How is the amplification of a gene sample of interest carried out using polymerase
Chain Reaction (PCR)?
Polymerase Chain Reaction (PCR): Each cycle has three steps:
(i) Denaturation; (ii) Primer annealing; and (iii) Extension of primers
PCR stands for Polymerase Chain Reaction. In this reaction multiple copies
of the gene of interest are synthesised in vitro under three steps:
(i) Denaturation: In this double stranded DNA is converted to single stranded,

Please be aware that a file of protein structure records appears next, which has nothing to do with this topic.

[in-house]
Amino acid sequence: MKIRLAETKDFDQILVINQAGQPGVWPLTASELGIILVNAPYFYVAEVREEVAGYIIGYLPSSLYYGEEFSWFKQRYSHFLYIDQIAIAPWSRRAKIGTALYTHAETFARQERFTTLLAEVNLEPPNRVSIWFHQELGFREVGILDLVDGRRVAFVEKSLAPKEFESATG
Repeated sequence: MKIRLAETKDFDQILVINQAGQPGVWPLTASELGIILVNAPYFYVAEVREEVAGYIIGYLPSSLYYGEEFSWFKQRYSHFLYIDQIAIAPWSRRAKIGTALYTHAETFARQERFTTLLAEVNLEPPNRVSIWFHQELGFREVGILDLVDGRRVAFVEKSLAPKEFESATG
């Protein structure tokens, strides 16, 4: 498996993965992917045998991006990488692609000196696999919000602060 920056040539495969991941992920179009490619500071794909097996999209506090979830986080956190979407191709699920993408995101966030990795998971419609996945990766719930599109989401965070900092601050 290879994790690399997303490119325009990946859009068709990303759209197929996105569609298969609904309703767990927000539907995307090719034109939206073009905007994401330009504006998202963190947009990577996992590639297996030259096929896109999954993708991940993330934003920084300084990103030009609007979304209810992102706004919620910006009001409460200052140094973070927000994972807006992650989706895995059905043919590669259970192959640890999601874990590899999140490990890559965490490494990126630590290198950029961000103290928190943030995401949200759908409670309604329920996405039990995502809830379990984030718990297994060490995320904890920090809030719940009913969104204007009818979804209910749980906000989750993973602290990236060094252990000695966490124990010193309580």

This is often achieved by heating or alkaline conditions. This is called melting of
(ii) Annealing: The two sets of primers (small chemical synthesized oligonucleotides
that are complementary to the regions of DNA) undergo biochemical process of
annealing at an optimum temperature of.
(iii) Extension: The enzyme DNA polymerase extends the primers using the nucleotide
provided in the reaction and the genomic DNA as template. If the process of replication
of DNA is repeated many times, the segment of DNA can be amplified to approximately
billion times. Such repeated amplification is achieved by the use of a thermostable DNA
polymerase and the amplified fragment if desired can be used to ligate with a vector
for further cloning.